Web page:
Hold­ing steady

De­spite slow­down fears, China’s eco­nomic growth boosted by trade and con­sumer spend­ing

The Guardian (Charlottetown) - - BUSINESS -

China’s eco­nomic growth held steady in the lat­est quar­ter, boosted by un­ex­pect­edly strong trade and con­sumer spend­ing, de­spite fears tighter lend­ing con­trols aimed at cool­ing a surge in debt are weigh­ing on com­mer­cial ac­tiv­ity.

Out­put rose 6.9 per cent in the three months end­ing in June from a year ago, data showed Mon­day. That was in line with the pre­vi­ous quar­ter and bet­ter than many fore­casts.

Com­mu­nist lead­ers are eager to keep growth steady as they head into a rul­ing party congress at which Pres­i­dent Xi Jin­ping is due to be reap­pointed as leader later this year. But the econ­omy faces head­winds as Bei­jing clamps down on lend­ing to rein in a surge in debt that has fu­eled fears it might harm the fi­nan­cial sys­tem or drag on growth.

Fore­cast­ers ex­pect the econ­omy to cool as those con­trols de­press in­vest­ment, the big­gest com­po­nent of growth in re­cent years.

“The econ­omy ap­pears to have ended Q2 on a strong note,” said Ju­lian Evans-Pritchard of Cap­i­tal Eco­nom­ics in a re­port.

“This strength seems un­likely to last, how­ever,” he wrote. “The re­cent crack­down on fi­nan­cial risks has driven a slow­down in credit growth, which will weigh on the econ­omy dur­ing the sec­ond half of this year.”

The In­ter­na­tional Mon­e­tary Fund has fore­cast China’s ful­lyear growth for 2017 to hold steady at last year’s level of 6.7 per cent. The IMF raised its out­look twice this year, cit­ing strong gov­ern­ment spend­ing.

The gov­ern­ment’s growth tar­get is 6.5 per cent “or higher if pos­si­ble.”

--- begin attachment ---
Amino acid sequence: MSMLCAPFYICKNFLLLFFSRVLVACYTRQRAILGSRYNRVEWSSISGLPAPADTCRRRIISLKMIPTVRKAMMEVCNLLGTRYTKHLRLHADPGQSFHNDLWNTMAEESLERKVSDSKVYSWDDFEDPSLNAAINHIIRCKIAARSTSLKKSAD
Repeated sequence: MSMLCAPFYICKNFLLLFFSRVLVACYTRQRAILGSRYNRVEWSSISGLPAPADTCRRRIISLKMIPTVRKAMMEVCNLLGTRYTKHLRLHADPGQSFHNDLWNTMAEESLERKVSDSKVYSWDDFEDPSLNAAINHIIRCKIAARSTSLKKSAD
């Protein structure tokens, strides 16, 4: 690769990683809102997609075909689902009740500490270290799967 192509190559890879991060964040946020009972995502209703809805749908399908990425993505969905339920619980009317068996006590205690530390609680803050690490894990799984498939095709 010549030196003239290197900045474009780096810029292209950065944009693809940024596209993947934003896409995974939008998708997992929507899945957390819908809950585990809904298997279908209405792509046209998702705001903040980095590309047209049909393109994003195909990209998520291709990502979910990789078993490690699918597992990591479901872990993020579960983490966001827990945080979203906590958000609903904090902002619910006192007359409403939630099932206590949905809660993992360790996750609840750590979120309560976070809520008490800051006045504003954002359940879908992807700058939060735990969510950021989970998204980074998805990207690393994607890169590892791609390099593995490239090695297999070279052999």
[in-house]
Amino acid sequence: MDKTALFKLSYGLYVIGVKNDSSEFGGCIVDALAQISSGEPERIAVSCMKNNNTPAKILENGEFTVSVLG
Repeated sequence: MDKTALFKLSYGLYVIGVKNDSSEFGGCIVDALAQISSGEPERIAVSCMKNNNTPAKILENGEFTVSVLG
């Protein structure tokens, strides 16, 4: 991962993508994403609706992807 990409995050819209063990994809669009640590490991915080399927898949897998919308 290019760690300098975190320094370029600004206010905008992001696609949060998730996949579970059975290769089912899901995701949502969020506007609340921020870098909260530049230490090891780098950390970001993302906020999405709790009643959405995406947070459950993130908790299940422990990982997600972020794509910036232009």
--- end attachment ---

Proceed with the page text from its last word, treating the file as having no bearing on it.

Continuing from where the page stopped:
Con­sumer spend­ing and trade growth both ac­cel­er­ated dur­ing the sec­ond quar­ter, help­ing to off­set soft­en­ing in­vest­ment in fac­to­ries, real es­tate and other fixed as­sets.

Re­tail sales rose 10.4 per cent in the first half of the year, up 0.1 per­cent­age points from the first quar­ter’s rate, ac­cord­ing to the Na­tional Bureau of Statis­tics. Fac­tory out­put rose 6.9 per cent in the first half, up 0.1 per­cent­age points from the first quar­ter rate and 0.9 per­cent­age points bet­ter than the same time last year.

Trade data re­leased ear­lier showed ex­port growth ac­cel­er­ated in May and June, at least tem­po­rar­ily avert­ing con­cern about pos­si­ble po­lit­i­cally dan­ger­ous job losses in trade-re­lated in­dus­tries that em­ploy mil­lions of peo­ple.

In­vest­ment rose by 8.6 per cent in the first half of the year, but that was down from 0.6 per cent from the first quar­ter’s ex­pan­sion.

Pri­vate sec­tor an­a­lysts cite surg­ing debt as the big­gest po­ten­tial risk to China’s longterm eco­nomic sta­bil­ity.

China has re­lied on in­fu­sions of credit to prop up eco­nomic growth since the 2008 cri­sis. To­tal non­govern­ment debt rose from the equiv­a­lent of 170 per cent of an­nual eco­nomic out­put in 2007 to an es­ti­mated 260 per cent last year, un­usu­ally high for a de­vel­op­ing coun­try.

The Moody’s rat­ing agency cut Bei­jing’s credit rat­ing May 25 and the IMF urged Bei­jing on June 14 to get debt un­der con­trol.

Reg­u­la­tors have cited re­duc­ing risk in China’s fi­nan­cial sys­tem as a pri­or­ity this year. Banks have been told to look closely at bor­row­ers, es­pe­cially those try­ing to make ac­qui­si­tions abroad, to en­sure they can man­age their debts.

AP PHOTO/ANDY WONG

Peo­ple spend time at a cafe with its win­dows re­flect­ing a fash­ion ad­ver­tise­ment bill­board at a shop­ping mall in Bei­jing, Mon­day. China’s eco­nomic growth held steady in the lat­est quar­ter, boosted by un­ex­pect­edly strong trade and con­sumer spend­ing, de­spite fears tighter lend­ing con­trols aimed at cool­ing a surge in debt are weigh­ing on com­mer­cial ac­tiv­ity.

Newspapers in English

Newspapers from Canada

© PressReader. All rights reserved.